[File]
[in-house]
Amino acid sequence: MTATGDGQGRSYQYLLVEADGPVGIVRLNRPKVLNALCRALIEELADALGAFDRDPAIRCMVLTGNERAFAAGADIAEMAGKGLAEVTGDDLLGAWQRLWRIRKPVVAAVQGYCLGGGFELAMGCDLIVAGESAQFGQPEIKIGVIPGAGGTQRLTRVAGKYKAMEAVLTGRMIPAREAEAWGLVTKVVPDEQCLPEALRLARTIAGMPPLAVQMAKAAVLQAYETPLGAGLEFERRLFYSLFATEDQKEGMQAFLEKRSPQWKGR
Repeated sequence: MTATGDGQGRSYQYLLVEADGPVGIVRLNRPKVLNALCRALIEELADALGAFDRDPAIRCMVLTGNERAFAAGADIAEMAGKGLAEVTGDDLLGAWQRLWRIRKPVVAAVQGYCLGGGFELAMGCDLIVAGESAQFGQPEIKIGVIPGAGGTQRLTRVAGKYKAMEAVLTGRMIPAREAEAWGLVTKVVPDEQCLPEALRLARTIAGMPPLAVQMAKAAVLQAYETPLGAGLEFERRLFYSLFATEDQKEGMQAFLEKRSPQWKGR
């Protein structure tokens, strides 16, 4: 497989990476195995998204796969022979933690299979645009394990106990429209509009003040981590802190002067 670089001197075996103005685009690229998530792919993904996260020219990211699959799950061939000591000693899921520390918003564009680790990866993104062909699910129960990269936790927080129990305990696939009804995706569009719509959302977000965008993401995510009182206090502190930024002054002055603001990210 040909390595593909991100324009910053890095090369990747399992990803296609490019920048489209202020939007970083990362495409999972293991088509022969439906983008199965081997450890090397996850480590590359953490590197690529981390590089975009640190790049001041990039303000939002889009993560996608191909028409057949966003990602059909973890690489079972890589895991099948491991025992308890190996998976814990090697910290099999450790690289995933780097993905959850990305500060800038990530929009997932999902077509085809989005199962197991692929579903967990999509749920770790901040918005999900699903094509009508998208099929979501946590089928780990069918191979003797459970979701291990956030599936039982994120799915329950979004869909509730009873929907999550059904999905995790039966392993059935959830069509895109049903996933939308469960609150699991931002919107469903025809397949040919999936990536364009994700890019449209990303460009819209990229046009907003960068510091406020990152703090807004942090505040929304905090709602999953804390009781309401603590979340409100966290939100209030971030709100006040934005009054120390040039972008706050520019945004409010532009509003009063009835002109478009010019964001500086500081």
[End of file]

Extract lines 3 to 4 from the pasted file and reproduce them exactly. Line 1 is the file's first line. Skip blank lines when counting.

Repeated sequence: MTATGDGQGRSYQYLLVEADGPVGIVRLNRPKVLNALCRALIEELADALGAFDRDPAIRCMVLTGNERAFAAGADIAEMAGKGLAEVTGDDLLGAWQRLWRIRKPVVAAVQGYCLGGGFELAMGCDLIVAGESAQFGQPEIKIGVIPGAGGTQRLTRVAGKYKAMEAVLTGRMIPAREAEAWGLVTKVVPDEQCLPEALRLARTIAGMPPLAVQMAKAAVLQAYETPLGAGLEFERRLFYSLFATEDQKEGMQAFLEKRSPQWKGR
């Protein structure tokens, strides 16, 4: 497989990476195995998204796969022979933690299979645009394990106990429209509009003040981590802190002067 670089001197075996103005685009690229998530792919993904996260020219990211699959799950061939000591000693899921520390918003564009680790990866993104062909699910129960990269936790927080129990305990696939009804995706569009719509959302977000965008993401995510009182206090502190930024002054002055603001990210 040909390595593909991100324009910053890095090369990747399992990803296609490019920048489209202020939007970083990362495409999972293991088509022969439906983008199965081997450890090397996850480590590359953490590197690529981390590089975009640190790049001041990039303000939002889009993560996608191909028409057949966003990602059909973890690489079972890589895991099948491991025992308890190996998976814990090697910290099999450790690289995933780097993905959850990305500060800038990530929009997932999902077509085809989005199962197991692929579903967990999509749920770790901040918005999900699903094509009508998208099929979501946590089928780990069918191979003797459970979701291990956030599936039982994120799915329950979004869909509730009873929907999550059904999905995790039966392993059935959830069509895109049903996933939308469960609150699991931002919107469903025809397949040919999936990536364009994700890019449209990303460009819209990229046009907003960068510091406020990152703090807004942090505040929304905090709602999953804390009781309401603590979340409100966290939100209030971030709100006040934005009054120390040039972008706050520019945004409010532009509003009063009835002109478009010019964001500086500081």